As far as the plumber analogy goes, this is the equivalent of you putting up an ad asking for somebody to do your plumbing without specifying that you want a plumber. Some guy who has just bought a few tools applies for the job and destroys your bathroom.  :)

Edited by MDM
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Hopefully someone can help me understand.  I received the photo error that my camera wasn't suitable, using a Nikon P7800 (12 Mega Pixels).  

 

Am I missing something that would cause the pictures from this camera to not be suitable?

 

 

It has a tiny sensor, so probably not up to professional quality and clarity. The sensor is far smaller than a cropped sensor DSLR.

 

Best way to know if it's suitable is to view an image taken in good light and sharp focus at 100%, and see for yourself if it looks good or not.

 

Geoff.

 

 

The problem with this approach is that someone who is looking to join the stock photo bandwagon and has only ever had a diminutive point-and-shoot is not likely to really know whether their image looks good or not. I certainly didn't when I started out and, ten years on, I sometimes wonder if I yet do.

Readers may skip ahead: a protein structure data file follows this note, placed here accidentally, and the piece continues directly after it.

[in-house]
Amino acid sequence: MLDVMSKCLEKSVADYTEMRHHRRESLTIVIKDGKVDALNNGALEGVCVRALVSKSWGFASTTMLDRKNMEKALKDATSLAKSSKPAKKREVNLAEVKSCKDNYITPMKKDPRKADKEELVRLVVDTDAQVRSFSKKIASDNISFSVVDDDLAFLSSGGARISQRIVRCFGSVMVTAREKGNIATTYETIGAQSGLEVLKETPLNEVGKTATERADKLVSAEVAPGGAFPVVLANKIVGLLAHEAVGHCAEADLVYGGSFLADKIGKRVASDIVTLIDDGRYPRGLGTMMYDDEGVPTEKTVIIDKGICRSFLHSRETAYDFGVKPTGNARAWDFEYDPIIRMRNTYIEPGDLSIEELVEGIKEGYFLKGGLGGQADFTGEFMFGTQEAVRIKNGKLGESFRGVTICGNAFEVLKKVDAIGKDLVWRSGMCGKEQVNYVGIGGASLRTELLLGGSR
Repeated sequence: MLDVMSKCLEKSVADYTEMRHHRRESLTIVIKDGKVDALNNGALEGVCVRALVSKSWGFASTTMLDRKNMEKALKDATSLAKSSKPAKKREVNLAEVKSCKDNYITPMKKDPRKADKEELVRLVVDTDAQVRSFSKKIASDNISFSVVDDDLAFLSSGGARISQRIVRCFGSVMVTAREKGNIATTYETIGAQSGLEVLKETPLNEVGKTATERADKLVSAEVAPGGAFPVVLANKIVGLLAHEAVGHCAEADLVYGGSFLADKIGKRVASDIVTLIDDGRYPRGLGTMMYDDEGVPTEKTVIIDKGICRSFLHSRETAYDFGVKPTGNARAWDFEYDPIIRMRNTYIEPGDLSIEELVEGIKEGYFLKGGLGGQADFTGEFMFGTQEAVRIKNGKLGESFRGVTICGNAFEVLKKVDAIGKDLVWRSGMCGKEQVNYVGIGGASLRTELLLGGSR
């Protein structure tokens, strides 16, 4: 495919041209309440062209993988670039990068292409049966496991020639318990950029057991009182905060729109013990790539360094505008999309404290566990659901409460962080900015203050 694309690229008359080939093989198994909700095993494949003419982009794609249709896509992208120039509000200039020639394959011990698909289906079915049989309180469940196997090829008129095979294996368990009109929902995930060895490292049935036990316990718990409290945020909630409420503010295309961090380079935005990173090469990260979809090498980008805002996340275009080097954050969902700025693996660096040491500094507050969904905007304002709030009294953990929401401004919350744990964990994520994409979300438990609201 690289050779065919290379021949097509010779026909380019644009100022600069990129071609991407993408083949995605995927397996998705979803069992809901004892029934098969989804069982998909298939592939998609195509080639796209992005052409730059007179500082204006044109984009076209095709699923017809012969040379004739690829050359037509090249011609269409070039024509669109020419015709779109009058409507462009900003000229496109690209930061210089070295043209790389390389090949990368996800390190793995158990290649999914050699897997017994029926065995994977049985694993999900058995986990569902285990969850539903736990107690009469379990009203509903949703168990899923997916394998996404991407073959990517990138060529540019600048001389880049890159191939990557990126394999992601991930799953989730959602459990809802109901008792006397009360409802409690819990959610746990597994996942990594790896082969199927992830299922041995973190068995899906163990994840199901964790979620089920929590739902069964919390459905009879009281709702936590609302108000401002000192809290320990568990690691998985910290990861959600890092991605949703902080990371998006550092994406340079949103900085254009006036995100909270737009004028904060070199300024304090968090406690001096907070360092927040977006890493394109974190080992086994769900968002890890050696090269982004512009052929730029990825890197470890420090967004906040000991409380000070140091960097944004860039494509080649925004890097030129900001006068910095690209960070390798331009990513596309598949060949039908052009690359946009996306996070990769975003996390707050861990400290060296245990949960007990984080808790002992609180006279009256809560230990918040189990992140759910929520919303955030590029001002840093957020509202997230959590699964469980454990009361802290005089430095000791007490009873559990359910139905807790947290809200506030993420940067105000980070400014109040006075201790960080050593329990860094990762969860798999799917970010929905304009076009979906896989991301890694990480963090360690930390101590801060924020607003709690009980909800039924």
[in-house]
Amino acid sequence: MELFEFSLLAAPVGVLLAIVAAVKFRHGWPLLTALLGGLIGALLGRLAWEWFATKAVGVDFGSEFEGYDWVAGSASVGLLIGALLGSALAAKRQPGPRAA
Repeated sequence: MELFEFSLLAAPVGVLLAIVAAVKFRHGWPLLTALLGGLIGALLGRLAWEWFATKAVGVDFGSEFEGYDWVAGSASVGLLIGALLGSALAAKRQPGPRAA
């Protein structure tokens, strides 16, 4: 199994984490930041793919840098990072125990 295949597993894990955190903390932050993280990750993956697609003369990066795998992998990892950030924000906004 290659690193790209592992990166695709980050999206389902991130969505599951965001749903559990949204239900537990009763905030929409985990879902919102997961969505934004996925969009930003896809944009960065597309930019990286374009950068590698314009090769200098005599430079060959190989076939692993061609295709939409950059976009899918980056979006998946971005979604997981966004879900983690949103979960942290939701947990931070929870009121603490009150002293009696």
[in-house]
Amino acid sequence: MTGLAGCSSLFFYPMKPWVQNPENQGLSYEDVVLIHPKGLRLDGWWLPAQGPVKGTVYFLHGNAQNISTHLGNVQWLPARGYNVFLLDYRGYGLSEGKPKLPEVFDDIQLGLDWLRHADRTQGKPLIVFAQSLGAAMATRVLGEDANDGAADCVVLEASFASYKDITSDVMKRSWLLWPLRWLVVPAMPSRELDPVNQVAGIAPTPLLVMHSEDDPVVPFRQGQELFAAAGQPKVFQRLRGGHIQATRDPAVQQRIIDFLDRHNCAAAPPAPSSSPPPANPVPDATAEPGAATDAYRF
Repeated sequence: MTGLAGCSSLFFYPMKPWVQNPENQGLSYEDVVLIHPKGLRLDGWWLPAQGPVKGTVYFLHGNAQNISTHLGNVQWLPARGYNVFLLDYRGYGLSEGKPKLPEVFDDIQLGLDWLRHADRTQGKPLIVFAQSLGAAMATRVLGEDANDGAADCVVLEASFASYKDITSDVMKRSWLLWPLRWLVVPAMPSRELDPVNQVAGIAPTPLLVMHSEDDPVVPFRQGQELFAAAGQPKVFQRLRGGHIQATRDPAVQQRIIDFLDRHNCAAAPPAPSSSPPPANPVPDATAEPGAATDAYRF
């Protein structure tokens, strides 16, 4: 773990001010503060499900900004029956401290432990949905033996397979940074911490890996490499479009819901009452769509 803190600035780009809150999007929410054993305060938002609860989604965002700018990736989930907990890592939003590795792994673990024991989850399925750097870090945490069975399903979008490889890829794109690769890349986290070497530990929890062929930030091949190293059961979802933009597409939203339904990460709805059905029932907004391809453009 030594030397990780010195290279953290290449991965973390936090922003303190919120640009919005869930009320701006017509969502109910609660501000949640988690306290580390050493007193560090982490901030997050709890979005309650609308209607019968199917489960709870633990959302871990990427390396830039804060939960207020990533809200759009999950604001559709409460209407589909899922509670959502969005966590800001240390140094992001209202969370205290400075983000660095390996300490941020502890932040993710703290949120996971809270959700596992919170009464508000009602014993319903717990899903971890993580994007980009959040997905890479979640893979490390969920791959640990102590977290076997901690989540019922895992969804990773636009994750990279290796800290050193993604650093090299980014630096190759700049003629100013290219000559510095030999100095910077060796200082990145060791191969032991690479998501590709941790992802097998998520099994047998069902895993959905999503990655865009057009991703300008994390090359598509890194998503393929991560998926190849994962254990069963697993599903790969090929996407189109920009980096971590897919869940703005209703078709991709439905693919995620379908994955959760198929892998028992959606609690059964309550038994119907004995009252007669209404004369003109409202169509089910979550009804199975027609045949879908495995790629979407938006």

The only option for the inexperienced newcomer is to submit test images and await joy or disappointment from the initial QC asessment. Even if the answer is 'accepted' and 'joy, there may be further disappointment down the line when they discover their camera struggles in anything but ideal lighting conditions.

 

Some measure of wasted effort and disappointment might be avoided if, given there is no approved camera list, some guidance was given on what minimum specifications might be found on a camera which will do the job. 

 

 

Spot on Joseph

If the subject is clearly lit, the shadow/brightness is not extreme and probably reducing the resolution of a point and shoot camera to something around 6 to 7Mpixels the images will probably be accepted.

But the photographer must check the image at 100% and understand if its oversharped, low noise, blown highlights, etc.

Honestly, even some smartphone images in this conditions might be accepted.

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Don't understand your complaint about approved cameras,  I have images on Alamy

from 35mm film scanned with a 2710DPI film scanner, Images from Kodak/Nikon

DCS 620's (1,600 ISO and my most licensed image) and 460's and a large number

of images from FUJI S2's and S5's.  FYI the K/N 620 was a 2.4MP DSLR. 

Those were in the days that Alamy required a 48+MB file. 

In the last decade I have not had a submission fail.

 

P.S. I was involved in bringing in an image shot with a point and shoot film camera

that was purchased at the grocery store.  One image from that camera was licensed

for over $80,000 in one day and then published in TIME, NEWSWEEK and U.S. News

& World Report that week.

Edited by Chuck Nacke